Networks on the ballot

National elections change the networks and directions of governments, while human and electronic networks help manage change and transform risks into opportunities.

In 20 countries between now and January, elections will create opportunity and risk. Elections can change the responsibilities of key officials and the direction of e-government. Managing change in leadership and in the policies and rules governing international e-commerce requires effective networks.

Networks have always been integral to human society. Networking means capitalizing on the knowledge, skills and influence of your contacts and respecting the limits of your relationships. Organizations that understand the interdependencies between their changing networks and business objectives will lead in the New Economy.

The network model of working optimizes the intellectual assets of all participants because information is shared globally but maintained locally. Three ele-ments are essential in building and using this model: rewards, reliability and results. Unlike older models that depend on slow, central control of information, the network model rewards participants who share information that is accessible, understandable and verifiable. Open self-disclosure also builds the trust necessary to increase information sharing. Most importantly, the network model increases speed and quality by enabling informed and interactive decision-making.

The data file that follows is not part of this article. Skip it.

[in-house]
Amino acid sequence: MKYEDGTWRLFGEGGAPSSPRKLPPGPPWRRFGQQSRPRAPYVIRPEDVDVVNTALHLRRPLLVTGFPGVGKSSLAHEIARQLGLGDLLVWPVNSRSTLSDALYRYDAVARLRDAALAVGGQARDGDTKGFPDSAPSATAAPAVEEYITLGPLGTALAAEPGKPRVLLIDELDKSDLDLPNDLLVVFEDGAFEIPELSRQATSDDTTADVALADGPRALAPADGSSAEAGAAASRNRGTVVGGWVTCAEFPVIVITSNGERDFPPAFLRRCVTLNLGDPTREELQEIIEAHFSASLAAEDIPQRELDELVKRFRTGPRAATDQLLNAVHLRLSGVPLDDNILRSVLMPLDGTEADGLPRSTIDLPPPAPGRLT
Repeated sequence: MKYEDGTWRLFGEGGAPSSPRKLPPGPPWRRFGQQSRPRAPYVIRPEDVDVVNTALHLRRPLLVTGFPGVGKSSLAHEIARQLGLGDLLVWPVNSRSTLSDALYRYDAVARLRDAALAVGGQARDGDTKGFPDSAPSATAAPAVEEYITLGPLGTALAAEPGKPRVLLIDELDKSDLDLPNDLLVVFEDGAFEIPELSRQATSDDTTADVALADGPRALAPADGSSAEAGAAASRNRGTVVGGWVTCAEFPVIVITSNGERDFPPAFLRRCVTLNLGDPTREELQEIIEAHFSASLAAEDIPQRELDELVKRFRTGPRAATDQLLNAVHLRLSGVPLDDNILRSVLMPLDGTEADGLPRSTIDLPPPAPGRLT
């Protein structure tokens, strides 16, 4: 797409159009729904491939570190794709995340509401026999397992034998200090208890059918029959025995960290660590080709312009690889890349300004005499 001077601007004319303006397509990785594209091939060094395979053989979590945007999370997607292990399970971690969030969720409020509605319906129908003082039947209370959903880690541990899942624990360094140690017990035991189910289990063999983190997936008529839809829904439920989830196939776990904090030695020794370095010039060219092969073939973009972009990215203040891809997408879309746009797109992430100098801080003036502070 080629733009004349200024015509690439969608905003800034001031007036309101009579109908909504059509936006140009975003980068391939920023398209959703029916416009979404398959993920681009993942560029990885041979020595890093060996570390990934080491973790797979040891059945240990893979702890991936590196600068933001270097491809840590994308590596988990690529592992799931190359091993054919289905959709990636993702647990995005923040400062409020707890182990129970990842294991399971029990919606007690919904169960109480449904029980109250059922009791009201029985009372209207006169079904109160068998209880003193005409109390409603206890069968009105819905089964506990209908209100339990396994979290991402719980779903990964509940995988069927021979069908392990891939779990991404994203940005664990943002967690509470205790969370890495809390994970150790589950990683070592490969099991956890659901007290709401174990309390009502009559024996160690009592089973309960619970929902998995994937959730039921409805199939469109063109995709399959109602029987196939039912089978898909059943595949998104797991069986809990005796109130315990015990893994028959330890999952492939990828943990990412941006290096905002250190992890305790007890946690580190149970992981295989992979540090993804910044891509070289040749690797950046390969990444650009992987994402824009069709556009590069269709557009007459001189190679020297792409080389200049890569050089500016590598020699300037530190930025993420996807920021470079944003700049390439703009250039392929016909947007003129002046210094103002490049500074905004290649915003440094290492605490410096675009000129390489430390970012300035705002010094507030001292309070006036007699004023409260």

During the Year 2000 fix, the network model created a virtual roundtable that enabled government officials from 170 countries — along with executives from global companies and representatives from international organizations — to collaborate on proposed solutions with equal voices and opportunities. The International Y2K Cooperation Center encouraged countries to develop Year 2000 Web pages detailing their readiness and contingency plans. Nations that developed dynamic and informative pages early on and kept them current were rewarded as companies and citizens who consulted those pages took actions favoring the more-prepared nations.

That network continues, tackling information security and policy transparency. In places where change is occurring — through national elections, deregulation and government restructuring — special attention is paid to maintaining reliable information on the local situation, such as who holds key positions, the impact of short-term decisions and the potential impact on e-society policy. Participants have an incentive to share information in the manner they choose.

For organizations that want to enhance existing networks or create new ones, the network model can:

    * Optimize intellectual assets by replicating best practices and avoiding wasteful duplication across organizations.

    * Increase return on investment by solving complex problems at the intersection of business, government and technology.

    * Open doors that build sustainable local partnerships and work collectively across business and government.

McConnell, former chief of information policy and technology at the Office of Management and Budget, is president of McConnell International LLC.

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